Aeroflot Tupolev Design Bureau Tu144 with registration CCCP-77114.
In July 1983 this aircraft was designated as “101” and established 14 world records. These records were including a height of flight of 18,200 m with payload from 10 to 30 tons, average speed of 2,031.55 km/h on a closed-circuit of 1,000 km and 2,012.26 km/h on a closed-circuit of 2,000 km.
When the Tu-144 program was cancelled, CCCP-77114 was used as research aircraft in experiments about the radiation in top layers of the atmosphere, ozone layer, thermal influence in different materials and studies on aerodynamics. In 1990 was placed in non flyable storage.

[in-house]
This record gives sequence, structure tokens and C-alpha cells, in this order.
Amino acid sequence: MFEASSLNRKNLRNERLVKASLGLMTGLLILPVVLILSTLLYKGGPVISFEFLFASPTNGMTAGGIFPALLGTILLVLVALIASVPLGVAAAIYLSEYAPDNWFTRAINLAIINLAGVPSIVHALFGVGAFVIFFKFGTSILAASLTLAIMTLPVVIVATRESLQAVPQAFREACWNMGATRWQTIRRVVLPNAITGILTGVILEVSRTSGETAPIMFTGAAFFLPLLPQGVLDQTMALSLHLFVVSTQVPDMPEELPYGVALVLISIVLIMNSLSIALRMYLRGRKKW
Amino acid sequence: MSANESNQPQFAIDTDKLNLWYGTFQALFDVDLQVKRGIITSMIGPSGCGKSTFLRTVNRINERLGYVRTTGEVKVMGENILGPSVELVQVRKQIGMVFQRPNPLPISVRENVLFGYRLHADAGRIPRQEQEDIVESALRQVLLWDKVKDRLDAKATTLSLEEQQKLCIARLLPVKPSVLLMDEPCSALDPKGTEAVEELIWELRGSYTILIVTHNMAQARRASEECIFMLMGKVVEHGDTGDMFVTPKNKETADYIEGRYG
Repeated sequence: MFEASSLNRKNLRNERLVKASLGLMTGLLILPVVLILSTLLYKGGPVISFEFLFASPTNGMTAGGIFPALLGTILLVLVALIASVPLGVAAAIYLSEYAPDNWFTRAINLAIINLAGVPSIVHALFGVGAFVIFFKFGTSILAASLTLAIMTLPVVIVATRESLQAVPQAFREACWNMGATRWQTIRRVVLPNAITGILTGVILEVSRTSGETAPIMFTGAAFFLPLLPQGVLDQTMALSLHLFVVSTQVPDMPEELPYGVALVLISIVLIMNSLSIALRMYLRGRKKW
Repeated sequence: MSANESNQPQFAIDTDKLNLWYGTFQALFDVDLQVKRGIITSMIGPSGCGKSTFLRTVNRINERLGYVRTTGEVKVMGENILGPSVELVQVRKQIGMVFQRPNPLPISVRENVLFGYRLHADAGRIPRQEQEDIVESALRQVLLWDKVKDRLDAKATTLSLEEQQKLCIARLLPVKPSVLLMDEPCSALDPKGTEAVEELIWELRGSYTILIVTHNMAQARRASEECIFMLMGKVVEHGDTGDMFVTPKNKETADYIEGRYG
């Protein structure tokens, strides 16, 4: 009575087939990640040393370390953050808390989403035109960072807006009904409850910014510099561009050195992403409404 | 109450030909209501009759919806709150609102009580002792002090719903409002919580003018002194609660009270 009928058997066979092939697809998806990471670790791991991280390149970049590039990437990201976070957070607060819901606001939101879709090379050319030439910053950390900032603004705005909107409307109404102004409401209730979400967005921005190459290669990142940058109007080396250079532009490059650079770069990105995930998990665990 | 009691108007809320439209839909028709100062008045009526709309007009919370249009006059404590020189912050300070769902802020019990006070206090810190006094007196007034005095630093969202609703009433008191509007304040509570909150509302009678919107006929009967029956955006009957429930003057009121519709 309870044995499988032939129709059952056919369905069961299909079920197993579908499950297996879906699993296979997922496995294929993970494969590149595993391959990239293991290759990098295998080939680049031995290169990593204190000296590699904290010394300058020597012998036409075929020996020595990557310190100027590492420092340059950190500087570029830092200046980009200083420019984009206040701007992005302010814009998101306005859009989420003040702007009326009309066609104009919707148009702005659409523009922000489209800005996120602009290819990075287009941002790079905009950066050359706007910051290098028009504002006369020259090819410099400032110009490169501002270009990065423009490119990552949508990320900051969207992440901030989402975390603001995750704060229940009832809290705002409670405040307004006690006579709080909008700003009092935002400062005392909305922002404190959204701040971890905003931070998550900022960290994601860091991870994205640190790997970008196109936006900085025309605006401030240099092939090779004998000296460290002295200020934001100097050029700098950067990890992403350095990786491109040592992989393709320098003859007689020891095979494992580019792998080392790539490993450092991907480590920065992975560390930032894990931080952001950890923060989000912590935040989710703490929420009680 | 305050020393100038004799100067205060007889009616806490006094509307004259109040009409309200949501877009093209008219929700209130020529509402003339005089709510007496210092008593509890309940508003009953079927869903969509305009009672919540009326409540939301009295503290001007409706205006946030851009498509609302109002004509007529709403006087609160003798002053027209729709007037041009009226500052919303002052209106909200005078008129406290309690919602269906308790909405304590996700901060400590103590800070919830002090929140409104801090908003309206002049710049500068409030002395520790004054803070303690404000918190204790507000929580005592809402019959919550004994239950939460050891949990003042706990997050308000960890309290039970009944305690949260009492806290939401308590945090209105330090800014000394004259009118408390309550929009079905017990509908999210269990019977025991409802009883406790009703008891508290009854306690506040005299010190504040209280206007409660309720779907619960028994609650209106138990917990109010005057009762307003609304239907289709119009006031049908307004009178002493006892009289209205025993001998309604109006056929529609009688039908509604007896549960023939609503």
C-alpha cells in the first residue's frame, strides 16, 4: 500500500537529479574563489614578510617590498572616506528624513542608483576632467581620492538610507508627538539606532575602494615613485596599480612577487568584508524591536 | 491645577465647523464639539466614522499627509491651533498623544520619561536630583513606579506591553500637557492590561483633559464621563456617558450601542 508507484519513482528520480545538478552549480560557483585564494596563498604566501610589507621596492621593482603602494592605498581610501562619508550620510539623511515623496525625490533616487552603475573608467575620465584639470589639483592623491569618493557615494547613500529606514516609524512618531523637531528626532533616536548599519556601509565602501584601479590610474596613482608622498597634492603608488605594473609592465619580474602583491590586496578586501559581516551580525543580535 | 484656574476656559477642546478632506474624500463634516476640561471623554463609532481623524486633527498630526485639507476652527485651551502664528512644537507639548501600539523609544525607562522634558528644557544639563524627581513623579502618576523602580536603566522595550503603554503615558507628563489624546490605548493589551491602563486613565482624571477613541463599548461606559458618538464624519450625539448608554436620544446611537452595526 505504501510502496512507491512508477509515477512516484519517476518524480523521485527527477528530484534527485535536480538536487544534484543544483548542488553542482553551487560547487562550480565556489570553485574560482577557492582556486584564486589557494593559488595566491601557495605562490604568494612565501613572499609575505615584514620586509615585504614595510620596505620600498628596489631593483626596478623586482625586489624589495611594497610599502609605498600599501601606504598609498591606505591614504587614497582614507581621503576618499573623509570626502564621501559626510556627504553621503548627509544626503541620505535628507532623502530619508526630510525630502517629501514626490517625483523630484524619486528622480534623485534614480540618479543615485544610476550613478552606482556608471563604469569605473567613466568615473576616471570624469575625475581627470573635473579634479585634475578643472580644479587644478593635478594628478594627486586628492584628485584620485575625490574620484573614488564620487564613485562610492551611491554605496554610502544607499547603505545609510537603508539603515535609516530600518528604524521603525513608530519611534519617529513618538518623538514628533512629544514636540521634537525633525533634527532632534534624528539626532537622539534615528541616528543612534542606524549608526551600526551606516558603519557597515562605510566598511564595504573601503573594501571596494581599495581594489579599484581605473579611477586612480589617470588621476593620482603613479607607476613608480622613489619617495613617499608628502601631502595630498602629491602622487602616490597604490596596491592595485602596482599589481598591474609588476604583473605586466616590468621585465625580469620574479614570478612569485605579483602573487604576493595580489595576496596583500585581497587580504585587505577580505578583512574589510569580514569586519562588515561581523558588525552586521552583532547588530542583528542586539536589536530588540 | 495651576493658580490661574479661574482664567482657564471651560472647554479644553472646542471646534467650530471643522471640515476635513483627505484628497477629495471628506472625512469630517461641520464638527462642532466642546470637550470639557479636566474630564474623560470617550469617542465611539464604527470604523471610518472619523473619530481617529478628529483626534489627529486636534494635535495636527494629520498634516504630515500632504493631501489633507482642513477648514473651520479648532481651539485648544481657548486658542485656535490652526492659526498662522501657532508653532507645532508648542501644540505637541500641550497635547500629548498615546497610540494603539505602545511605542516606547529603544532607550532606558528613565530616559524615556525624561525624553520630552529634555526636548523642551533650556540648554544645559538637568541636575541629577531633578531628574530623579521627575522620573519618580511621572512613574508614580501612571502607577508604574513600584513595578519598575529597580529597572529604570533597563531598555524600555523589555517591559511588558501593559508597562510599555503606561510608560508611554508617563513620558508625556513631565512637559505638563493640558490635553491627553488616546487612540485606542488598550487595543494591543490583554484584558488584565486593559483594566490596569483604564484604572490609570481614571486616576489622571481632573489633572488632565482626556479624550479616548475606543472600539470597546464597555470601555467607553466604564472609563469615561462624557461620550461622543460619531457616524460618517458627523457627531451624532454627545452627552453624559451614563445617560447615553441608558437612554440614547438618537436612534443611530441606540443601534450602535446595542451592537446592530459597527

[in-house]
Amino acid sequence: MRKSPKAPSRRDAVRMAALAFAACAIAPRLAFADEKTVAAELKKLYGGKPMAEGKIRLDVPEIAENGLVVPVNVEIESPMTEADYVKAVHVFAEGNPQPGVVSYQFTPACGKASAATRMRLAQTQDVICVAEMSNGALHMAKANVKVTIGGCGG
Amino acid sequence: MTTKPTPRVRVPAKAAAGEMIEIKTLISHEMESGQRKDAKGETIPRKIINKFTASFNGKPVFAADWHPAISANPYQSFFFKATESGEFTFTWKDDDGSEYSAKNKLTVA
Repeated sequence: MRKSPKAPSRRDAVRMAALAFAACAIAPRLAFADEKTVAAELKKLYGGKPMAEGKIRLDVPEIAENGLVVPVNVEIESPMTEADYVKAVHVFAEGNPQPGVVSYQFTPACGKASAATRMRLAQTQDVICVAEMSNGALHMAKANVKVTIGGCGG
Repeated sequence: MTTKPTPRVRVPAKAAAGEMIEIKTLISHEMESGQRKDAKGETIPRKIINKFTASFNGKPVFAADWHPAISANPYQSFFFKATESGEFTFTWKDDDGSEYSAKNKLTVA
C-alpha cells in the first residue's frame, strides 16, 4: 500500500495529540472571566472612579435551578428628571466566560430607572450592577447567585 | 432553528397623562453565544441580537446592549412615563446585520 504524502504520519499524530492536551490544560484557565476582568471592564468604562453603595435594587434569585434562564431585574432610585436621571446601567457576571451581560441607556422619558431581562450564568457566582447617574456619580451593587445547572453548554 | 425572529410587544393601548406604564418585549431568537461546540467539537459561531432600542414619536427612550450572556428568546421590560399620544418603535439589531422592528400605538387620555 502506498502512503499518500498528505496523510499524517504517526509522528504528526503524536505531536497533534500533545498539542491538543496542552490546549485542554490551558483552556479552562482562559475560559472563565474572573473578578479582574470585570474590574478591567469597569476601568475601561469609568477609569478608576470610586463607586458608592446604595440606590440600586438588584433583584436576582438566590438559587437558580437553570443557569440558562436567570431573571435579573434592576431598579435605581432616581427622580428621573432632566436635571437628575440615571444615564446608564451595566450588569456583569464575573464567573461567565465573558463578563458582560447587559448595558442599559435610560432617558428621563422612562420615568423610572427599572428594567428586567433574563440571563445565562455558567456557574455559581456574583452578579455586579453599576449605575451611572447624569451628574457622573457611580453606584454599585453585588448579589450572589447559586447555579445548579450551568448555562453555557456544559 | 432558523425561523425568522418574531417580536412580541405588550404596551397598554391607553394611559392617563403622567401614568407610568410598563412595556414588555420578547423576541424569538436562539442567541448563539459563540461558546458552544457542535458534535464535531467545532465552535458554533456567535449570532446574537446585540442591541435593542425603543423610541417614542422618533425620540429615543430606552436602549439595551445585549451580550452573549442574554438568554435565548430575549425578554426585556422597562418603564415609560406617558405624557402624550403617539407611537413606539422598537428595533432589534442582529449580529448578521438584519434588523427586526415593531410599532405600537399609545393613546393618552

In 1993 08-2 was chosen to serve as testbed in a joint program between Tupolev, NASA and others US firms. The aircraft suffered an extensive modification that included the power plant, former Kolesov RD-36-51A engines were replaced by Kuznetsov NK-321 (engines of the Tu-160 bomber). The new model was designated Tu-144LL Flying Laboratory.
The first flight of Tu-144LL was on November 29, 1996 and a total of 27 flights were realized until the end of the program in 1999.
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